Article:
The human fingertip can not only perceive subtle differences as small as single atom substitutions in silane monolayers, but can also detect differences in a polymer’s crystallinity. The research out of the University of Delaware was presented at the American Chemical Society’s (ACS) spring conference held virtually and in-person in San Diego, US.

Finger touching a surface

Source: © Charles Dhong

People can distinguish minor chemical differences between surfaces using just their sense of touch

These discoveries could help recreate human tactile sense in a way that has applications for areas like virtual reality (VR), human machine interfaces, soft robotics and rehabilitation following an accident.

During touch, the friction generated between the finger and an object produces different types of mechanical vibrations that together form a tactile perception, explained Charles Dhong, a material scientist at the University of Delaware who led the research.

Most haptic devices, also known as touch-based interfaces, rely on reconfigurable bumps or electrical stimulations that buzz the user, but he is working on creating tactile sensations through materials chemistry. ‘When you touch an object, you’re feeling its surface, and you can change how it feels by changing the friction between that surface and your finger. That’s where the chemistry comes in,’ Dhong said. ‘We think materials chemistry could open the door to recreating more nuanced sensations, whether you’re designing a surface to feel a certain way, or creating feedback devices for VR.’

Touching chemistry

The structure of the molecules within a substance and the properties of its surface influence the sensation of touching an object. Consequently, the University of Delaware team theorised that by altering only chemistry-related features, the surface of an object would feel different.

Dhong’s previous work had study participants touch single-molecule-thick layers of silanes – compounds containing only silicon and hydrogen – and it turned out that they could differentiate them based on slight changes in friction caused by chemical differences, including the substitution of one atom within each silane molecule with an amine. But his new study demonstrates that our sense of touch can also identify chemical changes as small as swapping a nitrogen atom for a carbon atom.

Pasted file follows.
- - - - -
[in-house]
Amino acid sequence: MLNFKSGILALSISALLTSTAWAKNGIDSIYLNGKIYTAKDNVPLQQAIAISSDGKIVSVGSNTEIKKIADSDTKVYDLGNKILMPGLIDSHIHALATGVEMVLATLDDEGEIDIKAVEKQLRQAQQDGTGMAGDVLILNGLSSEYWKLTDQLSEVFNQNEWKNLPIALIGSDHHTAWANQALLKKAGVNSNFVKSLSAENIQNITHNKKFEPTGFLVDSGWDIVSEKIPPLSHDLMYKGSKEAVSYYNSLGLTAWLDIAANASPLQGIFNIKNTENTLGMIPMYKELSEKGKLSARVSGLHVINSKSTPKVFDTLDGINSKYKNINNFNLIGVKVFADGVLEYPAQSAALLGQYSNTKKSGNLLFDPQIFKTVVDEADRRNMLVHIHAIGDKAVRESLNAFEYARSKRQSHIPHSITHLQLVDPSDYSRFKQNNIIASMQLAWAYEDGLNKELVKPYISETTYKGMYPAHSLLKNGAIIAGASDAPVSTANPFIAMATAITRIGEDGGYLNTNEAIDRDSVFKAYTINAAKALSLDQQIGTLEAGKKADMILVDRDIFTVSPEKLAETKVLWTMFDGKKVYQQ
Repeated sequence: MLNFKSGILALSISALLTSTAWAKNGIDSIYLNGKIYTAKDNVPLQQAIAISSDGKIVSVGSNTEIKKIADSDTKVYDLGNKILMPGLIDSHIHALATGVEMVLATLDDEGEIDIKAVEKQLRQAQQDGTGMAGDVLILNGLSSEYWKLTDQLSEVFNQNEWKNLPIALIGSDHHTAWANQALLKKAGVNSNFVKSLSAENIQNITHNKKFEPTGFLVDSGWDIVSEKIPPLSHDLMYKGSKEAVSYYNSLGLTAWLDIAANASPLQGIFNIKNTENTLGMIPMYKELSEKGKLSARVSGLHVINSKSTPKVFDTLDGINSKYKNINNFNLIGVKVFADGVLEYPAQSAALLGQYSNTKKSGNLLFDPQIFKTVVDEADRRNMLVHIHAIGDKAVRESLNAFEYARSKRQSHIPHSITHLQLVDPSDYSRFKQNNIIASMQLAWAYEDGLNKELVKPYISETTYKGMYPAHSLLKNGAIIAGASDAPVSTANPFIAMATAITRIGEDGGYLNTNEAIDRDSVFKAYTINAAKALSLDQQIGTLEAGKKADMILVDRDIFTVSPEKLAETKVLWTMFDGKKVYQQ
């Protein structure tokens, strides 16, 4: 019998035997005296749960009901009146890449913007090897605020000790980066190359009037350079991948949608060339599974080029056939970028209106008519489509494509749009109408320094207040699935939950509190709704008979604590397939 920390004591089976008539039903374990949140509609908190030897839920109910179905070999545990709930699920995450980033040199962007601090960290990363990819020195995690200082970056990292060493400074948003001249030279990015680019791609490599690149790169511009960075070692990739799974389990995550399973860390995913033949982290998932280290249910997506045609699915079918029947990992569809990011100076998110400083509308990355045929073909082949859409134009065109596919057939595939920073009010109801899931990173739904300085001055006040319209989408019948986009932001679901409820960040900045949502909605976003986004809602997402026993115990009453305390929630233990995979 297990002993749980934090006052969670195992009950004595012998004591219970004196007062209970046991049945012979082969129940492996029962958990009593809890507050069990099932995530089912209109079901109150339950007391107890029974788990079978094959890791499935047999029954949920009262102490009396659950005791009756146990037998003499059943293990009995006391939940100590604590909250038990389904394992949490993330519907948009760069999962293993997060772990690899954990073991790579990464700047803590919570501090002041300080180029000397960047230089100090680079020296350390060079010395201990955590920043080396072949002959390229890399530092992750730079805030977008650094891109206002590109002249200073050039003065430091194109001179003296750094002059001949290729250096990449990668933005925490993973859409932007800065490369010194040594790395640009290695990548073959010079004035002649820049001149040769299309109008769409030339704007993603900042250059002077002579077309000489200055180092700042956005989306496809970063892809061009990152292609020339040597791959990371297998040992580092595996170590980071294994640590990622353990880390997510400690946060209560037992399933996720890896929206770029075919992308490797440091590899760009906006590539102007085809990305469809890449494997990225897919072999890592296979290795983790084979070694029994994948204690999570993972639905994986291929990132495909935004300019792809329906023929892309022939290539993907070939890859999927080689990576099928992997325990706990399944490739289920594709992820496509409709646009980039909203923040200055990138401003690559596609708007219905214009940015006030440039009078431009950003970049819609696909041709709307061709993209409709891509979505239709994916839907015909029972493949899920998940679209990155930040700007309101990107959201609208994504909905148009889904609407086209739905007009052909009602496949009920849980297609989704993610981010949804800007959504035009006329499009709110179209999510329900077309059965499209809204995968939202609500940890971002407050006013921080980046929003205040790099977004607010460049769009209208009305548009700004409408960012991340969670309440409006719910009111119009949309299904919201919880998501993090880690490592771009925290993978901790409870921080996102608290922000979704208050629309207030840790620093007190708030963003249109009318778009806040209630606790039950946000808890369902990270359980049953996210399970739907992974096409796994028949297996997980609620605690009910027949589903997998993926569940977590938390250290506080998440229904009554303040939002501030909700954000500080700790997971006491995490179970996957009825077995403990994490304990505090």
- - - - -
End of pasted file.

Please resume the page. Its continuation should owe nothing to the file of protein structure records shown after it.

‘Even though we show that it is a single atom substitution, we are really talking about multiple length scales of phenomenon here,’ Dhong explained. ‘That small change in the chemical structure gives rise to the difference in molecular forces, which gives rise to these changes in friction, which you ultimately perceive.’

Dhong’s team also performed experiments that focused on the perceived texture of thin layers of polymers with identical formulas and molecular weights, but different degrees of crystallinity. As in silanes, the study subjects were able to differentiate between the polymers based only on variations in the friction resulting from slight changes to the crystallinity of the molecules.

‘Even these subtle changes in crystallinity – so we are talking about molecules that have the same molecular weight, same structure, but they have different stereochemistry and we are using different processing conditions – we found that people can actually tell differences in crystallinity in polymer films,’ Dhong recounted.

In terms of future applications, he hopes that these findings can be combined with existing tactile aids to make them higher contrast. ‘If we think about VR applications, there is still this limitation of the number of different tactile sensations that these bumps or buzzers can make,’ Dhong said. He envisions a scenario where some of his discoveries can be adapted to a new system, for example an electronic glove, that can allow greater tactile sense through electrical control.

Dhong pointed out that the technologies currently available to people with low vision and blindness, for example, don’t have the same kind of information density as a visual graphic. ‘Also, if you have low vision and blindness, can we develop better technologies to close the gap between Stem education, making abstract concepts a little more accessible.’

Roberta Klatzky, a professor of psychology and human-computer interaction at Carnegie Mellon University in Pennsylvania, US, finds it fascinating that such tiny modifications to a surface can yield changes in the perception of touch. ‘It is a surprise how little you have to change a surface in order to get detectable effects, and it is very interesting that people can pick up chemical composition by virtue of the frictional changes,’ adds Klatzky, who has studied the human perception of touch for decades but was not involved in the research. She suggests that beyond friction, thermal changes may also play a role in the phenomenon reported by Dhong and colleagues.